Wednesday, June 4, 2014

Battered Books No 1 - Lost England

Some book collectors always strive to find the titles they want in the most perfect condition possible. I like nicely kept books too, but I also enjoy battered books marked by the exigencies of time: the wear, damage, bumping of corners, fraying of edges, the blots, stains, blemishes, the fading from sunlight, the darkening from grime, the greying of dust and the blurring from hands upon the grain. They seem to me to have character, and to tell a story aside from the one told on their pages.

In a few cases, the effect almost begins to look like a work of abstract art. I have volumes whose curious colouring and strange markings I can look at for many moments, like regarding the dark light in a pool of rainwater, or the creeping stains of ochre and lichen upon a stone, or the sea’s pale chisellings on driftwood. Such books may only be found by looking and touching, by the physical quest in dim corners and crumpled boxes, by attention to the shunned, and the semi-discarded. Here is one of them, Lost England, The Story of Our Submerged Coasts by Beckles Wilson, revised by W.J. Wiltshire, B.A., published by Hodder & Stoughton in the Useful Knowledge series.

The book is about the lost lands and submerged settlements of the English shoreline, and ironically it has also suffered depredations. There is a scoop taken out of the bottom of the pages, and the friable paper is chipped and crumbling, almost as if it were meant as an image of the waves taking bites out of the coast. Moreover, there is a scorchmark on the back board, an archipelago of stains, and the cover, once perhaps a bright aquamarine, has become the slate-blue of the sea under winter skies.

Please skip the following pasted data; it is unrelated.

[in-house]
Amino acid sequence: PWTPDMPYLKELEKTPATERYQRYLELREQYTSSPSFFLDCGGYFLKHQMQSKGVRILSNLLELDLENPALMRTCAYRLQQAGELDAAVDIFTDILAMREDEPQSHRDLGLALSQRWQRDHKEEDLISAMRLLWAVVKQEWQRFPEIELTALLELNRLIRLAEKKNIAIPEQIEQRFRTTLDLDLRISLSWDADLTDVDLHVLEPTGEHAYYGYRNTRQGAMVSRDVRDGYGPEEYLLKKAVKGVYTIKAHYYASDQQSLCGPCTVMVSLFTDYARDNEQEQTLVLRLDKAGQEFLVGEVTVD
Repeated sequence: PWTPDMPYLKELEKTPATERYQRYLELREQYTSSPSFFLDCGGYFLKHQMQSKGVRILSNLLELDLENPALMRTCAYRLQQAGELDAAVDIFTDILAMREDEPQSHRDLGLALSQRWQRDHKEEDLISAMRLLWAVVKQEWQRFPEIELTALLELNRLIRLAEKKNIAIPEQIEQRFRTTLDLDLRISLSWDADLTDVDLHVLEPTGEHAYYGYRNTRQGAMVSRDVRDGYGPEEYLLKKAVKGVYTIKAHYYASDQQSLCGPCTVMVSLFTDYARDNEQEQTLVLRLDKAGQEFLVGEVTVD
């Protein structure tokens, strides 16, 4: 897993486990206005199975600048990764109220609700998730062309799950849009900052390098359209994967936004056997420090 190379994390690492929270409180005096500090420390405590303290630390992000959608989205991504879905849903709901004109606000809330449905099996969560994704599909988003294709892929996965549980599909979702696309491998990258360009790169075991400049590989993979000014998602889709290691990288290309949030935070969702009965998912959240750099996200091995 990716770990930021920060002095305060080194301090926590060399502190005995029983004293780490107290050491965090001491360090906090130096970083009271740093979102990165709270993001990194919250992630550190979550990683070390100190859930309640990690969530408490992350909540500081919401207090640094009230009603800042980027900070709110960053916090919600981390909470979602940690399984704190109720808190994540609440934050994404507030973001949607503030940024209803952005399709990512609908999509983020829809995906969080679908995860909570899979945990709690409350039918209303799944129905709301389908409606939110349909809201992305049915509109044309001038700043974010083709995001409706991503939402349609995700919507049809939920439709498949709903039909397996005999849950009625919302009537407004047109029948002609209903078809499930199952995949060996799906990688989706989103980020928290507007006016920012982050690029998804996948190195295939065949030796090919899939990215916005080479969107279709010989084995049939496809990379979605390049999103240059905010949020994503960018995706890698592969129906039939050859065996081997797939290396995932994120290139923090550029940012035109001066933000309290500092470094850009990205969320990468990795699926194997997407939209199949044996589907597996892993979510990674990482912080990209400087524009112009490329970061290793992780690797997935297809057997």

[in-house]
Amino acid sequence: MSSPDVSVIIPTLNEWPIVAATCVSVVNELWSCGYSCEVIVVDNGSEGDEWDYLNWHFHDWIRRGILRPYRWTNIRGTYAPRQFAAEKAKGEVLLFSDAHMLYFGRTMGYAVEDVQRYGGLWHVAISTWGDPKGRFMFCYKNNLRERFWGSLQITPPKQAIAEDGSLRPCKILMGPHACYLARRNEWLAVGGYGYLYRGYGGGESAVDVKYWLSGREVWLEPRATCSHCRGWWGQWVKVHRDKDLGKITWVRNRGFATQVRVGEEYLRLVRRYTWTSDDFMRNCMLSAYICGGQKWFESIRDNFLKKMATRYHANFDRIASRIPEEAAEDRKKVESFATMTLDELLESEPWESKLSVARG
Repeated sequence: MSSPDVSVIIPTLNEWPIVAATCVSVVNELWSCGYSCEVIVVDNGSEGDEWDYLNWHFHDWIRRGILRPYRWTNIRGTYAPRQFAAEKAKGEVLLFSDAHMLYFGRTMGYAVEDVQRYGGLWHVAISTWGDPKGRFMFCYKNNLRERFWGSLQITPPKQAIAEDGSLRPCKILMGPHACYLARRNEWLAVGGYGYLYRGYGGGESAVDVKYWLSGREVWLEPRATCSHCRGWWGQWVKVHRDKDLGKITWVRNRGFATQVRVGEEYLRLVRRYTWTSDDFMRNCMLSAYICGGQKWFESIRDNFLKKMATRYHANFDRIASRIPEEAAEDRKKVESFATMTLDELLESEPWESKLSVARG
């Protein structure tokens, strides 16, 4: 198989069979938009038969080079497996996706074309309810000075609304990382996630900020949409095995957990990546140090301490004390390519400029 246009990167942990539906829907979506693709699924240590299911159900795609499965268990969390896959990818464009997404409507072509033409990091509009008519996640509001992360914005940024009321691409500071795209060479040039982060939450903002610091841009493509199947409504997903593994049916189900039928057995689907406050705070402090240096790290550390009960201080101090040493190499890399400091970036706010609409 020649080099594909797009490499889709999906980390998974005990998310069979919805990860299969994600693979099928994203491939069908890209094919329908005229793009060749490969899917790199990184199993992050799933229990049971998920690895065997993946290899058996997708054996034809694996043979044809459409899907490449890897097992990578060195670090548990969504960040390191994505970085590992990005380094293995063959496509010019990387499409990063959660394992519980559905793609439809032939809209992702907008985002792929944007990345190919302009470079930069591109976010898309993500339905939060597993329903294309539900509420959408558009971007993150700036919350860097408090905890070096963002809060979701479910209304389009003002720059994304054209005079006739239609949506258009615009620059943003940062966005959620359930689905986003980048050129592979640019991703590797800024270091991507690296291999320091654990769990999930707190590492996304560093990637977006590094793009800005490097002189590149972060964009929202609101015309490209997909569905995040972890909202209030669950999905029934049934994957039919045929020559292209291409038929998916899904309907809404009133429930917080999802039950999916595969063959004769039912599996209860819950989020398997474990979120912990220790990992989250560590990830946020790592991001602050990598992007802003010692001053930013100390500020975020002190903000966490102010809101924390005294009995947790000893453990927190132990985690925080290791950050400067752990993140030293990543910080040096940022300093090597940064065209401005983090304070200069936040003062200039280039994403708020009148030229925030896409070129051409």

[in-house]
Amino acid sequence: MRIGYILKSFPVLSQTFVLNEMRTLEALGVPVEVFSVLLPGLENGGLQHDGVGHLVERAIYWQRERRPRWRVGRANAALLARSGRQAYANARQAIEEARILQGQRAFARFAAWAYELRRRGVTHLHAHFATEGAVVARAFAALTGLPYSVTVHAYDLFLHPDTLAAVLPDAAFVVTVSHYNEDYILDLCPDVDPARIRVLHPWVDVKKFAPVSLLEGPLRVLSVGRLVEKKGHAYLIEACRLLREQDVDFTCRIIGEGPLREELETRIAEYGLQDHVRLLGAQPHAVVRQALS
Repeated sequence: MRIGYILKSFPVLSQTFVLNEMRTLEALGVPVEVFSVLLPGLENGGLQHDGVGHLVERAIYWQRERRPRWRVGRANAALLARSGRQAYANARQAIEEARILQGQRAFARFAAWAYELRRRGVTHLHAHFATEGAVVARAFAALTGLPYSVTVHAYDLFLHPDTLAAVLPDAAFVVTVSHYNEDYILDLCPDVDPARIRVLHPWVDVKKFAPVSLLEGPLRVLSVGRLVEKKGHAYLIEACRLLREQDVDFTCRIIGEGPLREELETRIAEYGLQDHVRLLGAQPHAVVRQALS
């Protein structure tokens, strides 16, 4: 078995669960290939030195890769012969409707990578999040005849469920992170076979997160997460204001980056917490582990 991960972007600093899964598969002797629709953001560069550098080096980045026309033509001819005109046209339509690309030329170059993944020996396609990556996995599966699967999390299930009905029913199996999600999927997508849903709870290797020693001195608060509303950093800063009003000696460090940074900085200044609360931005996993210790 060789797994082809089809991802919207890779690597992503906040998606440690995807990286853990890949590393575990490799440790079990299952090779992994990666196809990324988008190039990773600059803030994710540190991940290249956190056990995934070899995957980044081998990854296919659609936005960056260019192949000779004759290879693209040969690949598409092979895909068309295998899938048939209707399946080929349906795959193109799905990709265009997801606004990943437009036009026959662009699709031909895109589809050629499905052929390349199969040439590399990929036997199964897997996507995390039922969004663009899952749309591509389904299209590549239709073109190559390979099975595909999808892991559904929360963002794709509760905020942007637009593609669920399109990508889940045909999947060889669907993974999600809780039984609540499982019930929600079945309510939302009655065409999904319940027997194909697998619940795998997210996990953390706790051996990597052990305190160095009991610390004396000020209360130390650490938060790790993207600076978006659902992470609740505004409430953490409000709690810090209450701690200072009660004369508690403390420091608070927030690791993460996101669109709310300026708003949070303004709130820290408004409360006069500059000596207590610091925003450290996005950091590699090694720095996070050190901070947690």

There is an ownership signature in browned ink inside: E H Marsh (Horsham Station) 25/3/1916. The date makes me wonder what the book and its owner went through.

Mark Valentine

1 comment:

  1. The books I collect tend to be rather expensive in lovely condition, so I have many flawed copies on my shelves. Buying the much less expensive "reading copies" bothered me at first, but then I realized it was the reading that gave me more pleasure than a shelf of pristine and expensive books.
    I have many volumes of Machen's works in the mustard-yellow Knopf editions from the twenties. They vary in color from Coleman's mustard to daffodil to a very pale and creamy yellow. The paper labels, almost all, are so stained with grime that it is nearly impossible to read the title. But there they sit in a long golden row and look comforting in their coats of use and familiarity. My favorite battered book is one by M.R. James. The spine is chipped, but the boards are decorated with bats and at one point in the past someone spilled a blotch of red ink on the cover conveying a far more sinister appearance. I love it all the more for its wound of readership.